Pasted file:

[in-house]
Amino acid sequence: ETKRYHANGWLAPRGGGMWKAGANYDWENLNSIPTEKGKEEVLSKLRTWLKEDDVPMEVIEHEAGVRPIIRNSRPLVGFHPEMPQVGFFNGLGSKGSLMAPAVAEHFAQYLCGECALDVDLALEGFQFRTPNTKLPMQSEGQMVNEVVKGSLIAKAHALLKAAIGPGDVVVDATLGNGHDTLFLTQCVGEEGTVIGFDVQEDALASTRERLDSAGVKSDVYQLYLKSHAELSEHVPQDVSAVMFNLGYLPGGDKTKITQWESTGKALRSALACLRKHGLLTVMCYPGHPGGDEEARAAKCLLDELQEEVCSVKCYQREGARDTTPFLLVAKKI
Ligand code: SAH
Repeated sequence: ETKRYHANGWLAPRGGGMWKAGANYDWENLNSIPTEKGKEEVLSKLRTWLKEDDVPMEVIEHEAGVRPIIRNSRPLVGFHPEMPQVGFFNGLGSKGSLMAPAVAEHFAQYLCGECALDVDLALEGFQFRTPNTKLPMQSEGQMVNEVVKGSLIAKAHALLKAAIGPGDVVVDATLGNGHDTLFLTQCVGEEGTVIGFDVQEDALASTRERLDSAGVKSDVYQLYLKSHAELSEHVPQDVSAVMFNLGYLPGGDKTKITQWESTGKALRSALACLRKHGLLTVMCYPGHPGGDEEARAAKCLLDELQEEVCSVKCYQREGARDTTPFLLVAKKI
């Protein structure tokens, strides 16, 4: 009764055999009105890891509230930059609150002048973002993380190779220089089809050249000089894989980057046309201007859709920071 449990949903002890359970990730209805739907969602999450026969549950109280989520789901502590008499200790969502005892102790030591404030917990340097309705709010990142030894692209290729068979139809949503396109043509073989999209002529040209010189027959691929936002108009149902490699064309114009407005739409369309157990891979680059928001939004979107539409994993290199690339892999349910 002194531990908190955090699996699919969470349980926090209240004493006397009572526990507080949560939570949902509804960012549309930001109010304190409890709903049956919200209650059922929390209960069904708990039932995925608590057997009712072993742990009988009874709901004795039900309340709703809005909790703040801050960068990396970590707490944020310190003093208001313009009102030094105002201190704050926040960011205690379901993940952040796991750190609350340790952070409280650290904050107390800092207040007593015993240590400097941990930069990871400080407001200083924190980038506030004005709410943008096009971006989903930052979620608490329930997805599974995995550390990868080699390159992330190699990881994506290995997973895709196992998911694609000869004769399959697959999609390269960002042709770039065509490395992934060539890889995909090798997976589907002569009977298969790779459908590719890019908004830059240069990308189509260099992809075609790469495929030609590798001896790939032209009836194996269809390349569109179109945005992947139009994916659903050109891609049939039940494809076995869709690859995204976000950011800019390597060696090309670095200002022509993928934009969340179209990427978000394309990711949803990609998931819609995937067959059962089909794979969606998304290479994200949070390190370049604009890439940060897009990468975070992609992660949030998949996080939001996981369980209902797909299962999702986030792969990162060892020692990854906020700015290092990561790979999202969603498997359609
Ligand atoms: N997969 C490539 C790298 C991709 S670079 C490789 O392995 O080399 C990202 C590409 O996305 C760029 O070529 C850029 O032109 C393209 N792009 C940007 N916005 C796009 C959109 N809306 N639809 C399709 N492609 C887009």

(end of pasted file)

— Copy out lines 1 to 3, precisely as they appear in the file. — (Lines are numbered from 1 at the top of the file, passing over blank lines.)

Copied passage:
[in-house]
Amino acid sequence: ETKRYHANGWLAPRGGGMWKAGANYDWENLNSIPTEKGKEEVLSKLRTWLKEDDVPMEVIEHEAGVRPIIRNSRPLVGFHPEMPQVGFFNGLGSKGSLMAPAVAEHFAQYLCGECALDVDLALEGFQFRTPNTKLPMQSEGQMVNEVVKGSLIAKAHALLKAAIGPGDVVVDATLGNGHDTLFLTQCVGEEGTVIGFDVQEDALASTRERLDSAGVKSDVYQLYLKSHAELSEHVPQDVSAVMFNLGYLPGGDKTKITQWESTGKALRSALACLRKHGLLTVMCYPGHPGGDEEARAAKCLLDELQEEVCSVKCYQREGARDTTPFLLVAKKI
Ligand code: SAH